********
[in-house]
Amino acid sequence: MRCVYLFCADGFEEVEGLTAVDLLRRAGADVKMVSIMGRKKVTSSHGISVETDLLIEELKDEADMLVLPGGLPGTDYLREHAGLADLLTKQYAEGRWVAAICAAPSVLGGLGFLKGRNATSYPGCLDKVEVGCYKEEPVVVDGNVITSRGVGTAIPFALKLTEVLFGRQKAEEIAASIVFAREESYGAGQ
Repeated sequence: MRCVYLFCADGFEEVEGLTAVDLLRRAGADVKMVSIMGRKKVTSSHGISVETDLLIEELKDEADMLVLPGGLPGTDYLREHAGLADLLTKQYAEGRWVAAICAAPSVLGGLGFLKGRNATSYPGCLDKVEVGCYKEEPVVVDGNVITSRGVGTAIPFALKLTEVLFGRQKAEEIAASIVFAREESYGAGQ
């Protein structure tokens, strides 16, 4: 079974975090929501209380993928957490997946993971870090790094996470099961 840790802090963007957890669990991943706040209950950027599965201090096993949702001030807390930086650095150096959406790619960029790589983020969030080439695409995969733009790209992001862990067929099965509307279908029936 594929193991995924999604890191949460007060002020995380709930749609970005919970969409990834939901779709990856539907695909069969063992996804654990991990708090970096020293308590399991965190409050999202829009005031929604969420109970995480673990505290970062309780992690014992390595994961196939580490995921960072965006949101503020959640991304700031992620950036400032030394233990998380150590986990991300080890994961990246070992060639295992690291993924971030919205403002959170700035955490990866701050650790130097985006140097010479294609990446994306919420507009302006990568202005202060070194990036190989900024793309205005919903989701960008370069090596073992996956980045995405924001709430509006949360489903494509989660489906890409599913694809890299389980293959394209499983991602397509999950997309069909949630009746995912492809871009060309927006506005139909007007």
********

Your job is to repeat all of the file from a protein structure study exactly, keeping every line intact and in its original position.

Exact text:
[in-house]
Amino acid sequence: MRCVYLFCADGFEEVEGLTAVDLLRRAGADVKMVSIMGRKKVTSSHGISVETDLLIEELKDEADMLVLPGGLPGTDYLREHAGLADLLTKQYAEGRWVAAICAAPSVLGGLGFLKGRNATSYPGCLDKVEVGCYKEEPVVVDGNVITSRGVGTAIPFALKLTEVLFGRQKAEEIAASIVFAREESYGAGQ
Repeated sequence: MRCVYLFCADGFEEVEGLTAVDLLRRAGADVKMVSIMGRKKVTSSHGISVETDLLIEELKDEADMLVLPGGLPGTDYLREHAGLADLLTKQYAEGRWVAAICAAPSVLGGLGFLKGRNATSYPGCLDKVEVGCYKEEPVVVDGNVITSRGVGTAIPFALKLTEVLFGRQKAEEIAASIVFAREESYGAGQ
């Protein structure tokens, strides 16, 4: 079974975090929501209380993928957490997946993971870090790094996470099961 840790802090963007957890669990991943706040209950950027599965201090096993949702001030807390930086650095150096959406790619960029790589983020969030080439695409995969733009790209992001862990067929099965509307279908029936 594929193991995924999604890191949460007060002020995380709930749609970005919970969409990834939901779709990856539907695909069969063992996804654990991990708090970096020293308590399991965190409050999202829009005031929604969420109970995480673990505290970062309780992690014992390595994961196939580490995921960072965006949101503020959640991304700031992620950036400032030394233990998380150590986990991300080890994961990246070992060639295992690291993924971030919205403002959170700035955490990866701050650790130097985006140097010479294609990446994306919420507009302006990568202005202060070194990036190989900024793309205005919903989701960008370069090596073992996956980045995405924001709430509006949360489903494509989660489906890409599913694809890299389980293959394209499983991602397509999950997309069909949630009746995912492809871009060309927006506005139909007007």